The dowager was shaking. Both of them were. The highwayman leaned in, one shoulder resting against the doorframe. He smiled then—slow and lazy, and with the charm of a rogue. How Grace could see all of that when half of his face was covered with his mask, she did not know, but three things about him were abundantly clear: He was young.

He was strong. And he was dangerously lethal. Just a quirk this time—one devastating little lift at the corner of his mouth. And then he extended his other arm. He extended his arm. As if they were embarking at a house party. As if he were a country gentleman, about to inquire about the weather. Grace shook her head frantically. She could not touch him. She did not know why, precisely, but she knew in her bones that it would be utter disaster to put her hand in his.

It breaks my heart, really. I have such a vexing effect on you. That was the only explanation. And he had a gun. The Duke of Wyndham —who had years ago insisted that she use his given name at Belgrave after a farcical chorus of your grace, Miss Grace, your grace— had no patience for chitchat of any sort. He did not look like a criminal, or rather, her idea of a criminal. His accent screamed education and breeding, and if he was not recently washed, well, she could not smell it.

It was the only bit of him she could watch, with his mask covering the upper portion of his face. But his lips were so full of movement, so perfectly formed and expressive that she almost felt she could see him. It was odd. And mesmerizing. And more than a little unsettling. His eyes— what she could see of them through the mask— grew heavy-lidded and seductive. There was a very slight lilt to it, too, attesting to a childhood spent far from Lincolnshire, and Grace felt herself sway, as if she could fall forward, lightly, softly, and land somewhere else.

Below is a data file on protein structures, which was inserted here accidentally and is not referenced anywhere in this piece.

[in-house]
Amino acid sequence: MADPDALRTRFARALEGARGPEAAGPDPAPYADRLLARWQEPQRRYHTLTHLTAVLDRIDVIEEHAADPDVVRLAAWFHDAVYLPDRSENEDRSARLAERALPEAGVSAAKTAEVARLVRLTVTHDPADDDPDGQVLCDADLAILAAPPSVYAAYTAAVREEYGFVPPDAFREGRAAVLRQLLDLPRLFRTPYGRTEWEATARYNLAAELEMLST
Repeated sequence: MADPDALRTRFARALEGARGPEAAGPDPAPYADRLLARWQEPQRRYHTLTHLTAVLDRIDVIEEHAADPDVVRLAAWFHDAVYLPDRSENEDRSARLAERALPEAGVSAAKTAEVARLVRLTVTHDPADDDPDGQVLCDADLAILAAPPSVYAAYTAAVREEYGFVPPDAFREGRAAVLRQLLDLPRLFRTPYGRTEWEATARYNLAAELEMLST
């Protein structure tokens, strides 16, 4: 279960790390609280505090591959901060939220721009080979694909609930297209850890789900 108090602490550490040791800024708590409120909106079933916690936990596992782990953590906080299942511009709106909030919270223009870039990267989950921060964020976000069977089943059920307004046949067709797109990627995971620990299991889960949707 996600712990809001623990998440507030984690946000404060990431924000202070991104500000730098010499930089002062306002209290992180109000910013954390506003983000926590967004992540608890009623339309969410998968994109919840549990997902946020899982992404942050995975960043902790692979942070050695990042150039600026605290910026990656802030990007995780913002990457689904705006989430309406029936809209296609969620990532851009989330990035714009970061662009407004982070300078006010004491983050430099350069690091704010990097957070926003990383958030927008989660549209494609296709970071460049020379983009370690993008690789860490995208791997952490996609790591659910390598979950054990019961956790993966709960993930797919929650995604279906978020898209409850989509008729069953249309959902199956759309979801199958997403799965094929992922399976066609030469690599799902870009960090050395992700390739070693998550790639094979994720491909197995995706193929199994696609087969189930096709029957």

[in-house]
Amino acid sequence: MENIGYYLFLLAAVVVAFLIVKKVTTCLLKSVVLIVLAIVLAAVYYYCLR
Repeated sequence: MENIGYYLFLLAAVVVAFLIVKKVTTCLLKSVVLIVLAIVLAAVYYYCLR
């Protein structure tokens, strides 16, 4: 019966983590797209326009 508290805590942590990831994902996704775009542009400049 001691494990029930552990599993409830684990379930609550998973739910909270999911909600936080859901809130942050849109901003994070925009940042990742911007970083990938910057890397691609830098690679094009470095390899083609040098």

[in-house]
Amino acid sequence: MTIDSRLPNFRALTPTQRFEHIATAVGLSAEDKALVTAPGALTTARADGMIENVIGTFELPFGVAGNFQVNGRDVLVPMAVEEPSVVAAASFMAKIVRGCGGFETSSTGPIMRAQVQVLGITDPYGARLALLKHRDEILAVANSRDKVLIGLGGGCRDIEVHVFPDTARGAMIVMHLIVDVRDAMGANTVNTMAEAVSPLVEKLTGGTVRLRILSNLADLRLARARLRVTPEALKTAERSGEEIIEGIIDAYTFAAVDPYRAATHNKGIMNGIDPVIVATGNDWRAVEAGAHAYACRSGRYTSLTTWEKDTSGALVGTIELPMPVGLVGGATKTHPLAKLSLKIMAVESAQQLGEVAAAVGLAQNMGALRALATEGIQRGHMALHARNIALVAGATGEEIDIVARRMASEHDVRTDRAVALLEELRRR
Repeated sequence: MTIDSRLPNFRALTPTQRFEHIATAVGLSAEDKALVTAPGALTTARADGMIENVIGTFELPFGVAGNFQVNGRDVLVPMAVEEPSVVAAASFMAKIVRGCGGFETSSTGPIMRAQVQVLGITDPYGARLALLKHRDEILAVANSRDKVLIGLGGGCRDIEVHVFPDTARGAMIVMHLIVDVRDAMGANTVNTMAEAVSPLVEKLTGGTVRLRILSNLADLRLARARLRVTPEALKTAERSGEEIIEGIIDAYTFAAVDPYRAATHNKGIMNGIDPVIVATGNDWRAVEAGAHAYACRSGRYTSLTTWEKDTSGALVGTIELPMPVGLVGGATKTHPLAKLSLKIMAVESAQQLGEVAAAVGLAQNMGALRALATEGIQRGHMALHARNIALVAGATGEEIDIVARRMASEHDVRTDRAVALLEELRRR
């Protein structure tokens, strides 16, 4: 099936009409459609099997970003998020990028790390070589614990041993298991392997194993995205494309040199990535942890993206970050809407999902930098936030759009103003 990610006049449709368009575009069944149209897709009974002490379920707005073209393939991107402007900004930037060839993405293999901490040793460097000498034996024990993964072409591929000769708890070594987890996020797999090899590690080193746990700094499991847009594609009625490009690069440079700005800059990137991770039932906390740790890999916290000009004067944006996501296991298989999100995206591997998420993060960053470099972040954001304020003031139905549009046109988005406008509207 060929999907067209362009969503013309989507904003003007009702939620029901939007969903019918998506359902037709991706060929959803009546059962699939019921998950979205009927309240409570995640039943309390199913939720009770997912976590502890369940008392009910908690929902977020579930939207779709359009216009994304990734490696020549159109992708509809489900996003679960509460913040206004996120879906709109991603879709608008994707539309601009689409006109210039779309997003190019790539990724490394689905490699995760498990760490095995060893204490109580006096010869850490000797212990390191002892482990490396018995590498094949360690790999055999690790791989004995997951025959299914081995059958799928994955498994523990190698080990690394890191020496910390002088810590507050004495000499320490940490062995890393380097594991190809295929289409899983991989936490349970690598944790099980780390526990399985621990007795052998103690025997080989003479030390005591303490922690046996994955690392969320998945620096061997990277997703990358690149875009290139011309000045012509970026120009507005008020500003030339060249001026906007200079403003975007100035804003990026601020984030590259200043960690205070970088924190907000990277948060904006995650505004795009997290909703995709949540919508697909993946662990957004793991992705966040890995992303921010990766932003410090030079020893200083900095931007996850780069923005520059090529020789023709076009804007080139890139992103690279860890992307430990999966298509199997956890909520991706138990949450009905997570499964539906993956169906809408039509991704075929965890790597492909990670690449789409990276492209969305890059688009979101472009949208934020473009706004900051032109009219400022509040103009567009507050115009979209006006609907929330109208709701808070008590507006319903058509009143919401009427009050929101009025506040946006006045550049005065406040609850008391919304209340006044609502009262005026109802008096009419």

Far, far from here. Quick as a flash, his hand was at her elbow, steadying her. Without letting her go. Grace shook her head. Of course there had to be—he could not have orchestrated this by himself.

But the rest of them had been so silent, choosing to remain in the shadows. And she had not been able to take her eyes off of their leader. Neither he nor the footman who had served as an outrider were anywhere in sight.

There is a rather buxom maid there who— Ah, but what am I thinking? I am among ladies. And then after that, a day off to find that spot of love and tenderness. Perfectly unharmed, I assure you, although he might find his bindings tighter than he prefers. It was cold and clammy. And limp. Utterly limp. Had she suffered an apoplexy? Lost her memory? But he only laughed. The dowager rarely said thank you, and she never said please.

She turned back to the highwayman, yanked off her ring, and held it out. He plucked it from her hand, rolling it about in his fingers before depositing it in his pocket. Grace held silent, watching the exchange, waiting for him to ask for more. But to her surprise, the dowager spoke first. Oh, admit it. It does make one feel unloved. She was not well. She could not be well. I promise you, I shall return, and I shall do it unarmed.

She fell against the highwayman, and one of his arms came instantly around her. The embrace was strange, almost protective, and she knew that he was as stunned as she. They both watched as the dowager, without waiting for his acquiescence, climbed quickly into the carriage. Grace fought to breathe. Her back was pressed up against him, and his large hand rested against her abdomen, the tips of his fingers curling gently around her right hip. He was warm, and she felt hot, and dear heaven above, she had never —never— stood so close to a man.

She could smell him, feel his breath, warm and soft against her neck. And then he did the most amazing thing. Almost sympathetic. Her eyes fell on his gun, still in his right hand.